I got the pork medallions served in a creamy mushroom sauce with a side of fried potatoes and bacon.
Meanwhile, Sam ordered the ‘Bear Platter’ (there was no bear meat, it was just a bear-sized portion!) featuring chicken, pork and beef on a bed of green beans with a side of potatoes and bacon.
We really enjoyed both meals and left feeling beyond satisfied.
Museum Lyonel Feininger
In the afternoon, we visited the Museum Lyonel Feininger, which bears the name of the German-American painter, Lyonel Feininger.
Feininger was born in New York City but travelled to Germany at age 16 to study art. He was a leader in the Expressionist movement and also worked as a caricaturist and comic strip artist. He then went on to produce a large body of photographic works later in his career.
The museum houses many of his works and it’s a nice way to spend part of the afternoon if you enjoy art.
Cheesecake at Cafe Vincent
After exploring Quedlinburg on foot most of the day, we decided to treat ourselves to a midafternoon snack.
We went to Cafe Vincent which is best known for its Käsekuchen or cheesecake! It’s a very popular spot in town; there’s was actually a line of people waiting to order a slice of cheesecake from the window. Always a good sign.
What caught our attention was the variety of cheesecakes they had on offer: mango, blueberry, lemon and thyme, basil, caramel and more. The list was endless. We opted for the mascarpone cheesecake with wild berries which was super creamy.
We also got some cappuccinos to try and beat our jet lag.
Another thing to do in Quedliburg is to go for a stroll in Brühl Park. This park was just down the street from our hotel, so we made time to visit.
We first enjoyed a walk down Brühlstrasse, which is lined with beautiful mansions and villas. Eventually, we reached the Bode River, where a riverside trail led us to the park.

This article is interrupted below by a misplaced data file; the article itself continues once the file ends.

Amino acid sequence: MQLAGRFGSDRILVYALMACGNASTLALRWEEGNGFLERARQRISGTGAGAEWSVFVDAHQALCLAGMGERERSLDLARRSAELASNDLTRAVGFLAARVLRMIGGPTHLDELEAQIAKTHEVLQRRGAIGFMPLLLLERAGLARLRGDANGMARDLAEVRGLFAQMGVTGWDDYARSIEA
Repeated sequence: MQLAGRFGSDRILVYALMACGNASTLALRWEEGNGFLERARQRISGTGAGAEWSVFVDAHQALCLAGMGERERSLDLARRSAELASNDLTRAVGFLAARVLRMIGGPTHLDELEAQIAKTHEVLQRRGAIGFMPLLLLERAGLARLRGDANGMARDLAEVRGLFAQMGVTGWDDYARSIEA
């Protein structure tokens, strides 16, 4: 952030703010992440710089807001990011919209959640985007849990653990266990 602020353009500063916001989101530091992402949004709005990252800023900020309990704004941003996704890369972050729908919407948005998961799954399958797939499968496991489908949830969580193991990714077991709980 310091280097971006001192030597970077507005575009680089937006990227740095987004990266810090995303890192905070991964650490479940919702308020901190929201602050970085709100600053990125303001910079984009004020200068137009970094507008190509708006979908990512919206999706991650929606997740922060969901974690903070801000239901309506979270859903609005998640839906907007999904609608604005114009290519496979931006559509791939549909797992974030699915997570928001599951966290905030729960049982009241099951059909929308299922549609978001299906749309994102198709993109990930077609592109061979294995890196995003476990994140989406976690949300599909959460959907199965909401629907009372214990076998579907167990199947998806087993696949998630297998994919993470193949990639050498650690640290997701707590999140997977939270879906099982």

Brühl Park once formed part of the gardens of the former monastery and is home to a beautiful forest that feels like something out of a fairy tale.
Stay at Romantik Hotel am Brühl
During our visit to Quedlinburg, we stayed at Romantik Hotel am Brühl, a hotel situated just south of Schlossberg just a few minutes from the castle.
This hotel is spread out across a series of restored buildings including a timbered barn that was previously home to a seed-growing company, a palace formerly owned by a distillery, and a barn with Prussian vaulted ceilings.
The hotel also has two onsite restaurants: Weinstube which focuses on regional dishes with an haute cuisine twist, and Le Mariage which is a bit more exclusive (it only seats 20 guests who get to enjoy a 7-course meal).
We had dinner at Weinstube one night and enjoyed a lovely meal.
Final thoughts on visiting Quedlinburg
Hopefully this gives you an idea of some of the things you can do in Quedlinburg during your visit.
We arrived on an early morning train and then stayed in town for the night, so everything you see here was done with one day in Quedlinburg.
The nice thing about a small, walkable, medieval town is that you can see quite a lot in one day!
If you enjoyed this destination, you may also be interested in visiting the medieval town of Lüneburg that’s famous for salt, exploring Germany’s northernmost wine region of Saale-Unstrut, or going on a Black Forest road trip.